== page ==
"It's Still Edgy Here"

The feds are helping with the Faheem Thomas-Childs case, but fear still rules Philadelphia.

By Steve Volk
Add Comment Add Comment | Comments: 0 | Posted Aug. 18, 2004

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Police wondered when the citizens would do their part and identify the culprits. The streets had been filled with people, yet no one would agree to testify. Where, the police asked, are the citizens?

In the midst of the standoff, the feds took action. Cassius Broaster had already been caught with a handgun four months earlier. The feds didn't move on Broaster initially but took him after Thomas-Childs' death.

Ten years ago, perhaps even five, federal law enforcement wouldn't have made this move. But these days federal prosecutors routinely look at city homicide, shooting and gun possession arrests and "adopt" cases involving particularly nasty criminals.

Attorney Rob Reed makes those decisions. As supervisor for the firearms unit of the U.S. Attorney's Office for the Eastern District of Pennsylvania, Reed reviews every case involving a gun and decides who should be targeted for federal prosecution. Though Reed rarely handles cases himself anymore, he signed on as lead prosecutor for Cassius Broaster, whom he calls "a priority."

Arresting Broaster seemed to turn things in law enforcement's favor. For one thing, 98 percent of gun possession cases adopted by the feds end in convictions--often through a guilty plea. Even better, while prosecutors in DA Lynne Abraham's office might walk away with a sentence of a year or so, federal guidelines entail mandatory minimums for previously convicted felons like Cassius Broaster. And there's the obvious benefit of getting Broaster off the streets, which could encourage the fearful to testify.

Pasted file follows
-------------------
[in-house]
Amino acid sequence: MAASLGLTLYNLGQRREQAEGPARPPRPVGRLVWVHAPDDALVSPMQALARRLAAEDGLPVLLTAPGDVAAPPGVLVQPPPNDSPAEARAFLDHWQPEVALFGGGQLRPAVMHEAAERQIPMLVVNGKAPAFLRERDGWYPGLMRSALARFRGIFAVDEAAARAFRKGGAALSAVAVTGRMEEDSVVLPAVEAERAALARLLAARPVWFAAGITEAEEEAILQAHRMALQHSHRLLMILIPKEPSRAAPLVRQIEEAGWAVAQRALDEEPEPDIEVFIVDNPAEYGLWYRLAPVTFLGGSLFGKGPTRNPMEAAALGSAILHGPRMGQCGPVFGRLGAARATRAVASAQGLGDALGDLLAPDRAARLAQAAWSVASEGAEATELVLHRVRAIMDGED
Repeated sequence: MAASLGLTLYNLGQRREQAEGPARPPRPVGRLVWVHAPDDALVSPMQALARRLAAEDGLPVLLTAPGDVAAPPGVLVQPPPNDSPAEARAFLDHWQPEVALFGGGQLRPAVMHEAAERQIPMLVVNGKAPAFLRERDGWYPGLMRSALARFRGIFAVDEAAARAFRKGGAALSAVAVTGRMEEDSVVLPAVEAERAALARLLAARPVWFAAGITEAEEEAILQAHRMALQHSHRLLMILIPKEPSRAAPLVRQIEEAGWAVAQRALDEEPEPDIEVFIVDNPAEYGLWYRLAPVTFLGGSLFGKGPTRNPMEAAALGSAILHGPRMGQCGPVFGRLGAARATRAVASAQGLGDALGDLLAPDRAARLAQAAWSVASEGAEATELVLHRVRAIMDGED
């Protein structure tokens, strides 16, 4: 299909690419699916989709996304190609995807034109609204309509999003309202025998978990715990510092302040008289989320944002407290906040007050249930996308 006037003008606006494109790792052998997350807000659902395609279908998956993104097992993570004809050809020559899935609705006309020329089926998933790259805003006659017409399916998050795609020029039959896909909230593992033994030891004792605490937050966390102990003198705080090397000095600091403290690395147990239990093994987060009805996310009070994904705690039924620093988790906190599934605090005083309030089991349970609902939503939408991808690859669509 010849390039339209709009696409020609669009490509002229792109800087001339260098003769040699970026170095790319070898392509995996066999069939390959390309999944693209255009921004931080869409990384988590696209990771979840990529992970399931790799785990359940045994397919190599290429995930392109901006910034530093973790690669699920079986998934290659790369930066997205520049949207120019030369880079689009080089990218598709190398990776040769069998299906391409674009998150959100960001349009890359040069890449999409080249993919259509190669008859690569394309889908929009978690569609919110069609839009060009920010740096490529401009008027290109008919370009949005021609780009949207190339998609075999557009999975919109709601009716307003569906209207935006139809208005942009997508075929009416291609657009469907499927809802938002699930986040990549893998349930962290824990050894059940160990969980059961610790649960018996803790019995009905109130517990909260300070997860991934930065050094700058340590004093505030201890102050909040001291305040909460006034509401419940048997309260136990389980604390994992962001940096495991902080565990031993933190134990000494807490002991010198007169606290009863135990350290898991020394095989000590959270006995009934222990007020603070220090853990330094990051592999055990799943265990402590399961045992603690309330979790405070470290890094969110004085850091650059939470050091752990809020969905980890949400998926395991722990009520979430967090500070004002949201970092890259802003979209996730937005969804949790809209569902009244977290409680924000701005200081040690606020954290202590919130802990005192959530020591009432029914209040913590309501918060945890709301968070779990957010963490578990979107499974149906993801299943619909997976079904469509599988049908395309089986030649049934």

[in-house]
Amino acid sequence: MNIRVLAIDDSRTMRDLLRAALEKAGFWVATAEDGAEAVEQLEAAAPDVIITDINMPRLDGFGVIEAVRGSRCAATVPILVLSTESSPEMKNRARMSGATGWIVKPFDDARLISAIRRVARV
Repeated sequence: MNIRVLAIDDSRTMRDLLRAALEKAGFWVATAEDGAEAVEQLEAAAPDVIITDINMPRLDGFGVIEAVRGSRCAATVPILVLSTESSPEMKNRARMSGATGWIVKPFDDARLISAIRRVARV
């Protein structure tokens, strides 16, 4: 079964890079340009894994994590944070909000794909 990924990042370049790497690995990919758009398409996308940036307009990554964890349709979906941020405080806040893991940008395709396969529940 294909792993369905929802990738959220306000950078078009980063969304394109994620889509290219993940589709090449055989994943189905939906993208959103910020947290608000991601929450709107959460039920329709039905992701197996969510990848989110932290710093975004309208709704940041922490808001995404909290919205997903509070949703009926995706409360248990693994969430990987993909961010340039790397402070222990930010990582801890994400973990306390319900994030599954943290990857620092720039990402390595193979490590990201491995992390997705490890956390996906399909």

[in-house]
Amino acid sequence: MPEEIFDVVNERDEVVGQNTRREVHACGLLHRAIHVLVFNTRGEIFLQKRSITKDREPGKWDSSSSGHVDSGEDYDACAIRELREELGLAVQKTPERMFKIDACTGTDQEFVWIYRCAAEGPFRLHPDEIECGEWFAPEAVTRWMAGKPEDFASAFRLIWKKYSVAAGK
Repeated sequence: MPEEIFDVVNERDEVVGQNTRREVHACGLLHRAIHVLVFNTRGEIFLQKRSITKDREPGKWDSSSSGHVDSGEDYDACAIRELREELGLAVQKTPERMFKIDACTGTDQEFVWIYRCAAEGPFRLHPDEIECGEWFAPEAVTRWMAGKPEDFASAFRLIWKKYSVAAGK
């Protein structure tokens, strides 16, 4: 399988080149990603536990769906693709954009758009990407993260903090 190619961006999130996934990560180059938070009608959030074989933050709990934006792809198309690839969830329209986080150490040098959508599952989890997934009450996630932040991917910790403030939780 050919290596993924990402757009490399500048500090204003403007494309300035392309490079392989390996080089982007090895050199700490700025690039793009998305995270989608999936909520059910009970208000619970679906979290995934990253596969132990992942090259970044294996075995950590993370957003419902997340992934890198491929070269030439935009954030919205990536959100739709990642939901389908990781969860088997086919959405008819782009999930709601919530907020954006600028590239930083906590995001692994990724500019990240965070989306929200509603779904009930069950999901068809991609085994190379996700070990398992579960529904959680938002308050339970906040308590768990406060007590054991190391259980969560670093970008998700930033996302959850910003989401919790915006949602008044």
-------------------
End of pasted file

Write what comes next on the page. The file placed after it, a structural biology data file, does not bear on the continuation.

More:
Reed got the expected guilty plea from Broaster, and both sides have agreed to a 33-month sentence. But neither the feds nor local police have resolved the Thomas-Childs shooting.

So far, just two of five suspected shooters have been arrested. One of them, Kennell Spady, identified the Broasters as the people he was shooting at. But the word of an indicted murderer is deemed too suspect to warrant an arrest. The result is that Cassius Broaster sits in a federal jail cell with little to do but keep his big yap shut.

In the meantime, his brother Jerome incurred a brand-new gun-possession charge of his own. Early last month a highway patrol cop spotted Jerome Broaster stashing a gun inside a brown Oldsmobile in the course of a routine traffic stop.

It seems a foregone conclusion that Jerome will soon join his brother in federal custody--the feds swooping in again to try to break the case. (In fact, by the time you read this, Jerome Broaster may already be in federal custody). But the enemy they're up against--a drug trade that's become a culture all its own--may prove too fearsome for even the feds to overcome.

Thomas-Childs' shooting is a sad example of the ways in which drug dealers rule neighborhoods. The Broasters have been charged with murder before, for a shooting in a North Philadelphia speakeasy that killed three and wounded five more. Prosecutors claim witnesses came forward then declined to appear in court. One suffered a gunshot wound to the head and survived to testify. But the Broaster brothers walked.

Commissioner Johnson says many people also stepped forward to offer information on Thomas-Childs' shooting, but none volunteered to testify. One person even walked up and shoved a note in Johnson's pocket that told him who did it.

"We don't need any more information," says Johnson. "We know who did it. We need someone to testify."

"We're Targeting People Supplying Guns to Violent Criminals"

The community's fears have only increased in recent weeks.

The murder of Kevin Coles on July 21 sent ripples that left many residents feeling uneasy.

While people in West, Southwest and North Philadelphia refused to speak to PW or declined to give their names, many invoked the tale of Kevin Coles before closing their front doors.

A barber from Logan, Coles ventured a bit too far in combating neighborhood drug dealers before he was shot. After years of asking the locals not to congregate in front of his business, he confronted a group he believed vandalized some of his property.

Not one to back down, he got into a fistfight with the dealers and wound up, like Faheem Thomas-Childs, with a fatal bullet in his head.

The impact of such events on the city's psyche isn't hard to calculate.

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